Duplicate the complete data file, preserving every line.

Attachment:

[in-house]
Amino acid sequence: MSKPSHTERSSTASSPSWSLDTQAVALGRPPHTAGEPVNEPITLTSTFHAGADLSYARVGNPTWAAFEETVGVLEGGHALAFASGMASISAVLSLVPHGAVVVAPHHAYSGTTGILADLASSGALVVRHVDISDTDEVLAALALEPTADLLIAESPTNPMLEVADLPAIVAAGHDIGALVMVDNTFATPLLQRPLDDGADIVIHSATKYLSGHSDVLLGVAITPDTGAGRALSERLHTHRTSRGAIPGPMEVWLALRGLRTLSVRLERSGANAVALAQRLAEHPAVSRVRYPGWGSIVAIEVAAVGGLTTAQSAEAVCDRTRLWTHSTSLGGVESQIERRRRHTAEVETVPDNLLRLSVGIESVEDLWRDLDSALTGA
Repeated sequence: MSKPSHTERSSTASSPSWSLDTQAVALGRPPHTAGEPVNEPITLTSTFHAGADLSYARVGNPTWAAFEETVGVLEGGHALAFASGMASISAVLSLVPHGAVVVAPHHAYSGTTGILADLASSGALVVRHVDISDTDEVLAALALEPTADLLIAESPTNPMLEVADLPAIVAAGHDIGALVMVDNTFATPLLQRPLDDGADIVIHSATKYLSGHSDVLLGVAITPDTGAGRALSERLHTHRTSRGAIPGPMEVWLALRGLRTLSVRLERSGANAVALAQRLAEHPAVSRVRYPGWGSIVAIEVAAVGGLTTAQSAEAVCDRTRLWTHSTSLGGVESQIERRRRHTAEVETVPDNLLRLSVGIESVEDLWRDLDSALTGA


[in-house]
Amino acid sequence: MSKPSHTERSSTASSPSWSLDTQAVALGRPPHTAGEPVNEPITLTSTFHAGADLSYARVGNPTWAAFEETVGVLEGGHALAFASGMASISAVLSLVPHGAVVVAPHHAYSGTTGILADLASSGALVVRHVDISDTDEVLAALALEPTADLLIAESPTNPMLEVADLPAIVAAGHDIGALVMVDNTFATPLLQRPLDDGADIVIHSATKYLSGHSDVLLGVAITPDTGAGRALSERLHTHRTSRGAIPGPMEVWLALRGLRTLSVRLERSGANAVALAQRLAEHPAVSRVRYPGWGSIVAIEVAAVGGLTTAQSAEAVCDRTRLWTHSTSLGGVESQIERRRRHTAEVETVPDNLLRLSVGIESVEDLWRDLDSALTGA
Repeated sequence: MSKPSHTERSSTASSPSWSLDTQAVALGRPPHTAGEPVNEPITLTSTFHAGADLSYARVGNPTWAAFEETVGVLEGGHALAFASGMASISAVLSLVPHGAVVVAPHHAYSGTTGILADLASSGALVVRHVDISDTDEVLAALALEPTADLLIAESPTNPMLEVADLPAIVAAGHDIGALVMVDNTFATPLLQRPLDDGADIVIHSATKYLSGHSDVLLGVAITPDTGAGRALSERLHTHRTSRGAIPGPMEVWLALRGLRTLSVRLERSGANAVALAQRLAEHPAVSRVRYPGWGSIVAIEVAAVGGLTTAQSAEAVCDRTRLWTHSTSLGGVESQIERRRRHTAEVETVPDNLLRLSVGIESVEDLWRDLDSALTGA